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We should strengthen alliances, not isolate ourselves by leaving the EU

By Angela McGowan, chief economist at Danske Bank

Published 19/04/2016

Trading places: it is not known what effect Brexit would have on imports and exports between the UK and Europe
Trading places: it is not known what effect Brexit would have on imports and exports between the UK and Europe

The campaigns for and against the UK remaining in the European Union are becoming ever more vocal, with an increasing amount of media coverage given to the upcoming vote. While it's clear a lot of people are still to make up their minds, the campaign to remain continues to have more support.

In a recent Danske Bank poll, 26% of the 1,000 people surveyed across Northern Ireland said they did not know how they should vote in the Brexit referendum on June 23.

A full 56% said that they wanted to stay in Europe, although around 10% of people surveyed said that they would like to see further European reform. Finally, only 18% of people surveyed in Northern Ireland want to leave the European Union.

The Financial Times has noted that there are few issues that unite economists, but Brexit is definitely one of them. The vast majority of economists believe that a Brexit would cause a serious economic shock to the UK economy. Indeed, a recent Financial Times poll of economists found that 74% of them thought that leaving the EU would damage the country's medium-term outlook.

For every economist found to be supporting a Brexit, nine times as many want the UK to remain in the EU.

Quite simply, economists do not like uncertainty.

A depreciating pound, volatile markets, lower investment levels, higher inflation and, in particular, the lack of a ready-made 'plan B' for UK trade - all have the potential to push the UK into a technical recession in late 2016 or early 2017.

A Brexit would bring with it untold uncertainty which economists cannot simply overlook when reaching conclusions on this subject.

For example, if Britain were to leave the EU there are so many unanswered questions:

  • How long would it take to build up new trade deals with the EU and with other countries around the world? For Switzerland, it took nine years.
  • How long would it take (and how much would it cost) for the UK to start rebuilding its network of foreign offices around the world to negotiate new trade deals?
  •  Sterling would be expected to depreciate, but by how much? Goldman Sachs have estimated that the pound and sterling assets could depreciate by up to 20%. A depreciated pound would push inflation upwards.
  • What levels of capital flight would we expect and would the Bank of England have to react in an attempt to stop it?
  • By how much would investment fall during this period of uncertainty? Foreign investors will shy away from the UK until trade deals are sorted out.
  • As investment drops back between 2016 and 2018 and consumer confidence falls due to the uncertainty - how would this impact GDP levels across the UK? Danske Bank estimates that a vote for Brexit will result in the UK economy contracting by 0.4% in 2017.
  • What tariffs would be imposed on our exports and imports, if we were no longer part of the European free-trade agreement?
  • How would these tariffs on our imports impact household inflation levels? UBS believe inflation could rise by five percentage points with a Brexit.
  • The Bank of England has recently warned that it will adjust monetary policy "to meet the inflation target" - but would it be tempted to focus on the weak economic growth and not inflation?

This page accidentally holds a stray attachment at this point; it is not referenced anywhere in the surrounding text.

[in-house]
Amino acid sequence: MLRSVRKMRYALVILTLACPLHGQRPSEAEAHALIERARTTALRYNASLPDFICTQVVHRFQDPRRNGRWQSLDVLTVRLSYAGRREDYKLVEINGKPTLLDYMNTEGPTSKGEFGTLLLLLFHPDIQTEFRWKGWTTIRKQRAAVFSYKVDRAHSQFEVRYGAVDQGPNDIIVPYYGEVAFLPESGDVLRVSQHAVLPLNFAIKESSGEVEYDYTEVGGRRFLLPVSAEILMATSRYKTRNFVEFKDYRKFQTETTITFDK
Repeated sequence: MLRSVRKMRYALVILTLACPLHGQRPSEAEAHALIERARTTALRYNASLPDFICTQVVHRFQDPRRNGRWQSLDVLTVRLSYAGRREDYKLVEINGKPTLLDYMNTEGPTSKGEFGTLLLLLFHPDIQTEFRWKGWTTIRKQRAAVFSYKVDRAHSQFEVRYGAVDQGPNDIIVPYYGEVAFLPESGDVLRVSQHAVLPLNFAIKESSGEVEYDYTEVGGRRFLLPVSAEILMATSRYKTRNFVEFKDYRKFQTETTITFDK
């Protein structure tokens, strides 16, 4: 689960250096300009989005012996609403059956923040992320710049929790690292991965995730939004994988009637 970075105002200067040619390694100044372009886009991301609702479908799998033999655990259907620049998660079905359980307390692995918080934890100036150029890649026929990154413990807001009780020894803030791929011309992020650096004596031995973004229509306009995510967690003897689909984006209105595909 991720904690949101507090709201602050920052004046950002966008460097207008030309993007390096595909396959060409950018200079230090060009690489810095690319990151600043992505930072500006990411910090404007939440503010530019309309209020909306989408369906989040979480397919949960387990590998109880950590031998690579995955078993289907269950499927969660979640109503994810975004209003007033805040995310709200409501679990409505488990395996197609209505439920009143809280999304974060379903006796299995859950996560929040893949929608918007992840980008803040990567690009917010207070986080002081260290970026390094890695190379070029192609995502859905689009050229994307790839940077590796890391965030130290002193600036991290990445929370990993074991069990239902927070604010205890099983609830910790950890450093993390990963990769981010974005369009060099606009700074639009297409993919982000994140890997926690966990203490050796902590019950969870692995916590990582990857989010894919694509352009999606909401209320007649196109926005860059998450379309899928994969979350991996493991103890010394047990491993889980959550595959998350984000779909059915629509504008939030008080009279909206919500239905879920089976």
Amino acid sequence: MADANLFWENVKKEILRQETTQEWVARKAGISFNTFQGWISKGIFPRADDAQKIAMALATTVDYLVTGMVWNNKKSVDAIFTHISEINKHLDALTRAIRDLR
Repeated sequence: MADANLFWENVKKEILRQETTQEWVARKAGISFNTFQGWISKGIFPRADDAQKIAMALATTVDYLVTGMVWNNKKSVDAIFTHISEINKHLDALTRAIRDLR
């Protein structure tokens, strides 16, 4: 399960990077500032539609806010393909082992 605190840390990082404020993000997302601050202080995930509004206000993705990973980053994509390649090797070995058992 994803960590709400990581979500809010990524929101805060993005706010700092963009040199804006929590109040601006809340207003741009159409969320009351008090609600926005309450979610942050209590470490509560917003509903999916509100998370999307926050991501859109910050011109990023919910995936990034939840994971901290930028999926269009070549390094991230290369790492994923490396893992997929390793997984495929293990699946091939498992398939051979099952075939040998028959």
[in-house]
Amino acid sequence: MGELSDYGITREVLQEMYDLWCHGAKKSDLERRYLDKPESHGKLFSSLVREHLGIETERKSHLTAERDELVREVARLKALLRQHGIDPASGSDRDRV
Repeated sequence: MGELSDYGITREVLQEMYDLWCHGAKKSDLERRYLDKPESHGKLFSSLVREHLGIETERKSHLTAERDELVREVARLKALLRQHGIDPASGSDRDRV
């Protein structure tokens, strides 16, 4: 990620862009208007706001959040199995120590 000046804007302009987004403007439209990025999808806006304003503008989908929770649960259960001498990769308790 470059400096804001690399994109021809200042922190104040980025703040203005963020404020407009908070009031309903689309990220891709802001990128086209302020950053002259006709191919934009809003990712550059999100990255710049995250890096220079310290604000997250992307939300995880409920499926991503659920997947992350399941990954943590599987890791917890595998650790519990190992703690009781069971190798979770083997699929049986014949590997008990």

• How would we stop financial institutions in the UK from fleeing to the likes of Frankfurt, Paris or Dublin?
  • As the cost of borrowing international money rises for the UK alongside its rising risk profile, how does the government fund the increasingly expensive deficit? Where will the cuts in public spending be made?
  • As Northern Ireland receives higher levels of funding from Europe in the form of CAP, structural funds and Peace and Reconciliation monies - will the UK Treasury be prepared to give Northern Ireland a top-up for the lost EU funding? The UK government already thinks that we get too much public funding as it is.
  • How will a Brexit impact trade between Northern Ireland and the Republic of Ireland - will border posts or customs posts be re-erected?
  • How would a Brexit impact the local labour supply, with many local companies very reliant on European workers? (For example, agri-food production, hospitality and even local universities).
  • Would the UK government be able to replace Horizon 2020 funding for university research projects?
  • The UK could potentially save £8bn a year by not having to contribute to the EU budget, but by not being an EU member how much will it lose in terms of lower trade, lower investment, higher borrowing costs, higher inflation for households and lower GDP?

Most rational people tend to fear the unknown. Walking away from a free trade agreement with the world's largest market, where human rights are respected and democracy prevails, is sufficiently risky without the added problem of having no back-up plan in place.

The economic arguments for staying in the Europe Union are very compelling - lower inflation, ease of trade, higher foreign direct investment, higher GDP and lower borrowing costs.

At a time when the safety and security of global citizens is under threat, it is my opinion that we should be strengthening alliances and institutions with civilised countries - not isolating ourselves and simultaneously tipping the country into recession.

Too many uncertainties mean that the step into the unknown that an exit from EU would bring is just too much of a risk.

In next week's Economy Watch, we hear from PwC NI chief economist Esmond Birnie

Belfast Telegraph

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